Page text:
South Korea Suffered Another Cyber Attack on Nuclear PlantAdded: Monday, January 12th, 2015
Category: Recent Headlines Involving File Sharing > Current Events
Tags:ET, p2p, Torrent, Piracy, Peer To Peer, Network, Hackers, Internet, BitTorrent, Google, utorrent, bitcomet, extratorrent, 2013, www.extratorrent.cc
The country’s nuclear power operator confirmed that it continues to suffer hacking attacks on non-critical operations, but at the same time assured that the nuclear power plants are operating safely.
According to the president and CEO of Korea Hydro&Nuclear Power (KHNP), the company had been enhancing its online security, though he provided no further comments or details of the continued attacks. The company didn’t release any official statement regarding the issue.
The company’s president claimed during a news briefing that they wouldn’t allow hacking attacks to stop nuclear power operation. He also promised that an internal network used for reactor operations could not be accessed from external communication lines and was therefore impervious to cyber attacks. The company announced it would continue operating the country’s nuclear plants safely despite any attempted hack.
Korea Hydro&Nuclear Power is part of state-run utility Korea Electric Power. The company first revealed a few days ago that its computer systems had been hacked. At the same time, the security experts explained that only non-critical information had been leaked, while reactor operations remained safe. The company’s management apologized for concerns that had been raised by the hacking attack and data leaks.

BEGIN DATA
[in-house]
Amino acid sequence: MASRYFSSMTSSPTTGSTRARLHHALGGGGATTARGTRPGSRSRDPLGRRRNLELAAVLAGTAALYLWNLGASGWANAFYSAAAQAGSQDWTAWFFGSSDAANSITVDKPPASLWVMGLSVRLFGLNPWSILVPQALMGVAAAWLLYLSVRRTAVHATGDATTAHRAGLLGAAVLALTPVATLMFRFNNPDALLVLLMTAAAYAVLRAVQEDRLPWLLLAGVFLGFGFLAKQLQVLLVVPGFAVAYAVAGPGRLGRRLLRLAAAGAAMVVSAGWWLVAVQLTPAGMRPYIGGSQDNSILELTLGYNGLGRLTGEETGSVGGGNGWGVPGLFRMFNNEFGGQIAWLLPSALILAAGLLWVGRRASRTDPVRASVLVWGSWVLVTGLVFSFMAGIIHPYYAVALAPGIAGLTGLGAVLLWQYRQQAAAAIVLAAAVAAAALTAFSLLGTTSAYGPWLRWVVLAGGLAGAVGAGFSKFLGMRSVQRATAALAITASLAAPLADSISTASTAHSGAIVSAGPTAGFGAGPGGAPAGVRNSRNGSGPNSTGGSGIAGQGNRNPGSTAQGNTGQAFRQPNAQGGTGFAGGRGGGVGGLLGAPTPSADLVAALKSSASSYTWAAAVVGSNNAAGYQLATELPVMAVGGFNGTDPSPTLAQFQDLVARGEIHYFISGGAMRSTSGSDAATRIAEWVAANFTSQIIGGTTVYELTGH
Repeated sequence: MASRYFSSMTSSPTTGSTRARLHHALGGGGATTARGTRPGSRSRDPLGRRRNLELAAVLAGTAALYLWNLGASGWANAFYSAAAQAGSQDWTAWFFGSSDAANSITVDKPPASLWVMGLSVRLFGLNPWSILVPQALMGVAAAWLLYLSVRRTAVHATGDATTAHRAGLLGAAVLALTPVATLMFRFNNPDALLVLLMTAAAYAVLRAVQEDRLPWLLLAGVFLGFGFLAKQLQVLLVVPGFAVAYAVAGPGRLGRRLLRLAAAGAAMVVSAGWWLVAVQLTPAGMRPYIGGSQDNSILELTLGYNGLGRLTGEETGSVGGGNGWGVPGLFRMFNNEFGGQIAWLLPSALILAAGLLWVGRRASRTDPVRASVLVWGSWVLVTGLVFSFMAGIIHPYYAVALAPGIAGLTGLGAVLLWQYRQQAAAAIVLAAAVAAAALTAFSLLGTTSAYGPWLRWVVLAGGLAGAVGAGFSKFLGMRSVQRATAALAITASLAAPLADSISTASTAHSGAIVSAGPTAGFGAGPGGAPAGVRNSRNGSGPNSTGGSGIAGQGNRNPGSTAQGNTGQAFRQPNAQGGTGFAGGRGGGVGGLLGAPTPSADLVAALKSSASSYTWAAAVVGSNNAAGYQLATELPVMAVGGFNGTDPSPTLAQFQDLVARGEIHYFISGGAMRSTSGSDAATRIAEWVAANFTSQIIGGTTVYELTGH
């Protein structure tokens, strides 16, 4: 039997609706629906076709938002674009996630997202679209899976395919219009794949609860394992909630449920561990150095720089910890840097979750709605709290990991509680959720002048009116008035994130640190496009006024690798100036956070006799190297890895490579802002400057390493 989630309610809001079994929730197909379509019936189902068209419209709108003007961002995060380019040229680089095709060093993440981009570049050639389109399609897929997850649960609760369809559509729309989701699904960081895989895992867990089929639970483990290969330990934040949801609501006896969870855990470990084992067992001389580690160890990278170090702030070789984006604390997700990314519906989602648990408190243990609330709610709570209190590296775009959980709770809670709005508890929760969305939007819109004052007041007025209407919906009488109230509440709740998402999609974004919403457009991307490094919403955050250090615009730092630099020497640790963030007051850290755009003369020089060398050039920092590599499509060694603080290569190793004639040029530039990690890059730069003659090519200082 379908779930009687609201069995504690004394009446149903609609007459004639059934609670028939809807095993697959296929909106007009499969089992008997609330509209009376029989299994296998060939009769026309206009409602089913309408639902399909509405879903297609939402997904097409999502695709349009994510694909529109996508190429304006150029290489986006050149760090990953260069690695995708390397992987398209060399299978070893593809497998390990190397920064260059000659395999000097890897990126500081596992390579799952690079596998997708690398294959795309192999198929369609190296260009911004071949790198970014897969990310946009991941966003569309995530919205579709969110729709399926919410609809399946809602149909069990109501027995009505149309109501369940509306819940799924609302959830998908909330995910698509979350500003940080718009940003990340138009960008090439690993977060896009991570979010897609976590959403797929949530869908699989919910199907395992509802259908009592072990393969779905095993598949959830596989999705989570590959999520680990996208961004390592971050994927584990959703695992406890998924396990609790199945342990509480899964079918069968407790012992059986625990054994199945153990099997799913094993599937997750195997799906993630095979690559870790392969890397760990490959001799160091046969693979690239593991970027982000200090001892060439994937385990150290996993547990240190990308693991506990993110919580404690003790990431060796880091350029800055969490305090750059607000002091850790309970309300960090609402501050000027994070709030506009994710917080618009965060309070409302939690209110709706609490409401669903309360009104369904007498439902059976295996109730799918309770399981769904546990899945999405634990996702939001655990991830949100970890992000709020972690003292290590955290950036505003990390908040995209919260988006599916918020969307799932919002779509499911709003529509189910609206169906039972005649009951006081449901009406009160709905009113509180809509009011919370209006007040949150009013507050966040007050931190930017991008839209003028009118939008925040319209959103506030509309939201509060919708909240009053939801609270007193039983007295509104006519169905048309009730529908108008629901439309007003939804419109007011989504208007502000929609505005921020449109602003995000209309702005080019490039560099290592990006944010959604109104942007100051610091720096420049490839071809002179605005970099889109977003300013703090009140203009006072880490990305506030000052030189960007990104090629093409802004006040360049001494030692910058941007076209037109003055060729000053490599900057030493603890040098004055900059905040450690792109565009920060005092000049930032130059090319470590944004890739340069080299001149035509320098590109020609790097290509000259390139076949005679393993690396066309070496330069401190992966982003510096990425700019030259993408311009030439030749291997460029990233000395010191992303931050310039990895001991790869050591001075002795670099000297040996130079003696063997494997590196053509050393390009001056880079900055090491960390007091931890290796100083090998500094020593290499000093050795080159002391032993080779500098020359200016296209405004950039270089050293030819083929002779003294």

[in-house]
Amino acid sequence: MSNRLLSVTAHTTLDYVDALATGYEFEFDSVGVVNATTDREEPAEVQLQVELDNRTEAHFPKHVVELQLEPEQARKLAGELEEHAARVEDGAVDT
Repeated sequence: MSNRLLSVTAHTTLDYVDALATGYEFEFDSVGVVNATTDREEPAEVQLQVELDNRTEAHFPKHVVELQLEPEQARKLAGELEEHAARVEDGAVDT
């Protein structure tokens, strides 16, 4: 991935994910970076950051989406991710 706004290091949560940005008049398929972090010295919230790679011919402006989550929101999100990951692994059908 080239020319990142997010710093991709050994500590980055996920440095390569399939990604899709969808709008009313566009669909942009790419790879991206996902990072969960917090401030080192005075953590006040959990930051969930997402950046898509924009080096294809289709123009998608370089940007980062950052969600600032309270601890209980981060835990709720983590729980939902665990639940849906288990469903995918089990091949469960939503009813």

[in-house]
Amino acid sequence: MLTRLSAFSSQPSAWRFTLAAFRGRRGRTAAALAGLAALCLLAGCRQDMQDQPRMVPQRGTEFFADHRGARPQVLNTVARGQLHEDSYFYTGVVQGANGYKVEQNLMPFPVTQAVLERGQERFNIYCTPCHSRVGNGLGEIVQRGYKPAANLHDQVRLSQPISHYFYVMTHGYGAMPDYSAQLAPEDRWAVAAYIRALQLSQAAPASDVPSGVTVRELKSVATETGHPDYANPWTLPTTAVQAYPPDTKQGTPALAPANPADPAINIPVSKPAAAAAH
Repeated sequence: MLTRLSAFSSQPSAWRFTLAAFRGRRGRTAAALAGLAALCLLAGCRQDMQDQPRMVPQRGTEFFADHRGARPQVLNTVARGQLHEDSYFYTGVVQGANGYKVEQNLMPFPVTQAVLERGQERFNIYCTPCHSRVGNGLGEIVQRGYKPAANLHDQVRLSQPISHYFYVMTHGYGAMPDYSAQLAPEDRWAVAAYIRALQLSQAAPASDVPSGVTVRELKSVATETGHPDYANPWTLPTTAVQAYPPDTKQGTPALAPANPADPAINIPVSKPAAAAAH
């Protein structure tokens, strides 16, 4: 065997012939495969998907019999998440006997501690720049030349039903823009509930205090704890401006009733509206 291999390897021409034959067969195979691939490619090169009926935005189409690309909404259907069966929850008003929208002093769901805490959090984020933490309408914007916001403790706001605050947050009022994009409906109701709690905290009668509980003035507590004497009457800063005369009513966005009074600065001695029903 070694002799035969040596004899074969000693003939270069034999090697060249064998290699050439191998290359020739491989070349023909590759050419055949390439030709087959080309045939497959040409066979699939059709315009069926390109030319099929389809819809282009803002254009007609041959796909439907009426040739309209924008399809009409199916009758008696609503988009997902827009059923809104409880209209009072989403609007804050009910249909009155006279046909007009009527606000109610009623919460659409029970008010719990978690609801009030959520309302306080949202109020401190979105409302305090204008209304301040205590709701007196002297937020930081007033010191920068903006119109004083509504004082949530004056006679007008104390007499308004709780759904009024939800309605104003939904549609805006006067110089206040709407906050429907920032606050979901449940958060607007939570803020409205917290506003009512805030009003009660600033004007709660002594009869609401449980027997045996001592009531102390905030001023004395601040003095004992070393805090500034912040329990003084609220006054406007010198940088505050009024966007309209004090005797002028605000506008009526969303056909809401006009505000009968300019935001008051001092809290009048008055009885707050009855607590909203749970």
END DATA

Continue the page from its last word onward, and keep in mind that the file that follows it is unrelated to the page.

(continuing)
At the moment, South Korea has 23 nuclear reactors that supply 1/3 of the electricity for the country. 3 of them are now offline for routine maintenance or due to expired license. Since the first hack, both the company and the government have had emergency teams on standby as a precaution. It is also known that the attackers demanded the shutdown of 3 reactors and threatened “destruction” otherwise.
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Monday, January 12th, 2015
|Where does the plutonium from the 23 South Korean nuclear reactors wind up?|
|Thanks for the assurance....that you assure us makes everything better|
|posted by (2015-01-13 06:39:08)|
|wouldn't it be on a closed network loop?|
|posted by (2015-01-14 13:54:37)|
|gavin007 It seems that these systems aren´t absolutely closed at all, as they are vulnerable to hackers.|
|posted by (2015-01-14 23:02:16)|
|Front Line did a show on this. A good way to get a virus onto a company server is to put the virus on a CD,DVD etc and mark it something like "Executive Salaries, CONFIDENTIAL" then leave it on the ground near the company entrance. According to the same show us and/or the Israelis damaged a bunch of Iranian centrifuges with a virus called "stuxnet". I heard it confirmed a couple weeks ago by a high ranking gov. official but I can't remember who. Richard .....||
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